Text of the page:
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Tips for Squirrel Proofing Bird Feeders – aka How to Frustrate a Squirrel

Will Work for Food

Will Work for Food

Truth be told, squirrel proof is a misnomer. When on a mission, there is no stopping a squirrel – only frustrating them. Squirrels are brazen and cunning thieves, singularly focused on gorging their fuzzy bellies with pilfered bird seed.

Squirrels can be a lot of fun to watch.  They are tenacious, problem-solving acrobats who will jump through hoops, again and again to reach a nut (see squirrel obstacle course video).  They can become a much anticipated and welcomed backyard visitor. They can also become a major nuisance, occupying sofit and attic interiors, chewing through wires, and digging up flower bulbs.

Deterring squirrels from raiding bird feeders requires placing barriers between them and the bird seed. Bird feeder placement is a big determinant of squirrel resistance.

Tip #1: Consider Bird Feeder Location and Pole Type

Place your bird feeder out of the squirrel’s reach. Squirrels can jump up to 4 feet high, and can launch themselves from a tree or roof to a target as far as 6 feet away. A bird feeder placed on a 5 foot or taller pole and at least 7-8 feet from any structure will provide the best chance of deterring squirrels.

Metal poles are difficult to grab onto, and will cause squirrels to slide down when they try to climb it. Wooden 4×4 posts are easy for squirrels to latch onto, and therefore not a good deterrent by themselves.

Torpedo Style Pole Baffle

Torpedo Baffle

Wrap Style Baffle

Wrap Around Baffle

Tip #2: Add a Squirrel Baffle

Locating a squirrel baffle above and/or below a feeder can make it very frustrating for squirrels trying to reach the bird seed. The three basic baffle types are dome hanging baffles, wrap around baffles, and torpedo baffles.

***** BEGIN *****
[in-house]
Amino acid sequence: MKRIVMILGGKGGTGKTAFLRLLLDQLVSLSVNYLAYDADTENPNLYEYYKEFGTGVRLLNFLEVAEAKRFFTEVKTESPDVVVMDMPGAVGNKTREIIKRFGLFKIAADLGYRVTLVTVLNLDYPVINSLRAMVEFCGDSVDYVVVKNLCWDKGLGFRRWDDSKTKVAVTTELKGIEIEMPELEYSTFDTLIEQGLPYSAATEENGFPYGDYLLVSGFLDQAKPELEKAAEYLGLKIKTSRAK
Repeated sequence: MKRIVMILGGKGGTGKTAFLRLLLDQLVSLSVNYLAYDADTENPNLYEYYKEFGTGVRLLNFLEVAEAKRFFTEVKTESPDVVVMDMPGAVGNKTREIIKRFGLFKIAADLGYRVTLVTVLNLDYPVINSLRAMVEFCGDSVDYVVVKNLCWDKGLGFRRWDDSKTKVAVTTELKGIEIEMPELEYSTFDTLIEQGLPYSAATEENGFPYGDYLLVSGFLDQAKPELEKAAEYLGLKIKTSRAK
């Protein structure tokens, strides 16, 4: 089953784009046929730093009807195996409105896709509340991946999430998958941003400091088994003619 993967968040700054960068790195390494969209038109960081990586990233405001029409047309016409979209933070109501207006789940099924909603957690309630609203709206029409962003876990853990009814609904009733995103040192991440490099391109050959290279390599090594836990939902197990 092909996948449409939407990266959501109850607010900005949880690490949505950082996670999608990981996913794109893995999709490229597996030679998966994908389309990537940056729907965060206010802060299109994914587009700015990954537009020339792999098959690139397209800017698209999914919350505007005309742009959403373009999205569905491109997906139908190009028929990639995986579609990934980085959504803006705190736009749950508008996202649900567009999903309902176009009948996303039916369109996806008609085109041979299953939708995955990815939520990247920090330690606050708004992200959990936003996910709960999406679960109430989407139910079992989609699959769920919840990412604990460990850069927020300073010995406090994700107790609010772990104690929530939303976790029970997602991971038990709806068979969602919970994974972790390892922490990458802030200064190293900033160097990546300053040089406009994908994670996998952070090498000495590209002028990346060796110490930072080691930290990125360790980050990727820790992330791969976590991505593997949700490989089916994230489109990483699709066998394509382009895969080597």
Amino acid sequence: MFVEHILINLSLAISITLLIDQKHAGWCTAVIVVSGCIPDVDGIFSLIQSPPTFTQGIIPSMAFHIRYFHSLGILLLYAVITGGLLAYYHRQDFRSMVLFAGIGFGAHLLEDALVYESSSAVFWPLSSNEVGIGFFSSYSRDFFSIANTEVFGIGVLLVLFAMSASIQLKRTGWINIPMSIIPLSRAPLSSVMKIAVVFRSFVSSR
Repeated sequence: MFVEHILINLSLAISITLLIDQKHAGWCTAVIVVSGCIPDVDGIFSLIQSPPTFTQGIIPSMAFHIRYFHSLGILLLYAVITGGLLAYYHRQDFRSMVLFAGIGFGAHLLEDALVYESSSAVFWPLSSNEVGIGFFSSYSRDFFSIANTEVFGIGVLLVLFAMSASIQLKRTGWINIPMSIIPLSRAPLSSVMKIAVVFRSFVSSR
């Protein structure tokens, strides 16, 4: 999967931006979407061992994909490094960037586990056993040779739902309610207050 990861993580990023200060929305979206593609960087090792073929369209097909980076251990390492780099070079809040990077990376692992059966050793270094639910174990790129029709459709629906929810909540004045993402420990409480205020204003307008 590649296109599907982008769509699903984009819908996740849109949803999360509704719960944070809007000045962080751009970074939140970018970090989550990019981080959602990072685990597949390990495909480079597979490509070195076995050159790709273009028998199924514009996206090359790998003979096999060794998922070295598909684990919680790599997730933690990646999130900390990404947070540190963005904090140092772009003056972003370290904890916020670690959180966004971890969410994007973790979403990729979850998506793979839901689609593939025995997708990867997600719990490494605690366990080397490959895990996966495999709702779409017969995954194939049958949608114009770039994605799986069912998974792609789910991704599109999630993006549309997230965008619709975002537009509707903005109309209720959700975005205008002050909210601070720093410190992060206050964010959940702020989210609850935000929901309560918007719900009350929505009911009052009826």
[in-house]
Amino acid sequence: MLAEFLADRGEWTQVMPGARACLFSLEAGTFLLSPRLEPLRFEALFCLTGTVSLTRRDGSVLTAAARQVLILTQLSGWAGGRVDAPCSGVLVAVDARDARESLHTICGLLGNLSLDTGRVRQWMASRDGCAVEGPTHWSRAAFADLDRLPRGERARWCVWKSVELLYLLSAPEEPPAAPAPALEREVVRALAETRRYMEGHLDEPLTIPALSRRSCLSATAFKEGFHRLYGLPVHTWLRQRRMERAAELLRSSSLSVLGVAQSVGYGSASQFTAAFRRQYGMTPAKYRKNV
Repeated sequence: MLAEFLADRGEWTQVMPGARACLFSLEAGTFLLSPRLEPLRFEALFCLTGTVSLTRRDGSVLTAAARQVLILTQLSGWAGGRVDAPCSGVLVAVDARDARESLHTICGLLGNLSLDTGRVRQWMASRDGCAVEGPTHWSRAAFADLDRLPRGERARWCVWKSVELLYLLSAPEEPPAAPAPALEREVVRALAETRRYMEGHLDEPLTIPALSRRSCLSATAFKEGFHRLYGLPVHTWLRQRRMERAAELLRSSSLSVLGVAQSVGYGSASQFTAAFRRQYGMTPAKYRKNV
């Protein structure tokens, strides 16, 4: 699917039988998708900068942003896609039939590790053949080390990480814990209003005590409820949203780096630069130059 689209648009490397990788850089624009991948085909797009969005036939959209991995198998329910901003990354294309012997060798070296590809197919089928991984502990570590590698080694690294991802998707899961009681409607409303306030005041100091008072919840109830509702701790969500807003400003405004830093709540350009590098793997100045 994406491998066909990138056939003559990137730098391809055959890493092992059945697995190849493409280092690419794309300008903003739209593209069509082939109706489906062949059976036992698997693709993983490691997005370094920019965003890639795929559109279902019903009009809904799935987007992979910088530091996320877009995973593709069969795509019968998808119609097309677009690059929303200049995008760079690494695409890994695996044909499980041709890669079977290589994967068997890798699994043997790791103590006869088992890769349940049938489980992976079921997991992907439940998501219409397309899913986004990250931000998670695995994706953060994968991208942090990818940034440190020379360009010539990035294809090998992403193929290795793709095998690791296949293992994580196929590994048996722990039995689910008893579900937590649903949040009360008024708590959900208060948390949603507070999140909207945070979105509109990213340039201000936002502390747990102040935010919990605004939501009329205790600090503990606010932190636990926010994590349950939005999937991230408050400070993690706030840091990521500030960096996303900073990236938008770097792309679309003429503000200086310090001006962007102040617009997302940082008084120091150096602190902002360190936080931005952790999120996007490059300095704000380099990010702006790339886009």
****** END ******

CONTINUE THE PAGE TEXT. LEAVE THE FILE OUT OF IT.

All types of baffles effectively create a barrier between the seed and the squirrel, however the placement opportunities differ for each. The wrap around baffle can be placed above or below the feeder, the torpedo baffle must be placed on a pole below the feeder, and dome hanging baffles are mounted above a feeder.

Twirl-a-Squirrel-from-New-England-BirdhouseLike a plastic helmet, the dome hanging baffle’s slick rounded surface makes it impossible for a hungry squirrel to stand on. The dome hanging baffle also offers weather protection to the bird feeder. Hanging baffles should be at least one third bigger than the feeder they cover. Otherwise, it just becomes a slide to the seed for the squirrels.

The Twirl A Squirrel baffle adds a “twist” to the hanging dome baffle, with the addition of a weight activated motor. It turns any hanging feeder into a carousel for unsuspecting squirrels, hilariously twirling them safely to the ground.

Motor Driven Yankee Flipper

Motor Driven Yankee Flipper

Tip #3: Use a Squirrel Proof Bird Feeder

There are an amazing variety of bird feeders designed to keep squirrels away from the seed inside. To limit access, some squirrel proof bird feeders use cages with openings designed to be only large enough for birds to fit through.

Some bird feeders utilize a pressure sensitive seed portal or perch, that provides access to birds but closes, breaks away, or spins under the weight of a squirrel.

The best selling Yankee Flipper has a motor driven, battery powered, weight calibrated perch ring that allows birds to eat, but spins squirrels off.

squirrel-away-new-england-birdhouseTip #4: Use a Squirrel Repellent Such as Shake Away or Bobbex

These squirrel repellents use hot and spicy natural ingredients like cayenne and chili peppers to drive squirrels away. Ground white and black pepper are also commonly found in squirrel repellents. These are available as both bird food additives and as deterrents from selected areas. Products like Shake Away use concentrated predator urine, and are sprinkled, sprayed or hung around flower beds and other squirrel free zones. For any squirrel repellent make sure to read the directions carefully as it is sometimes necessary to reapply after a certain amount of time or after a rain.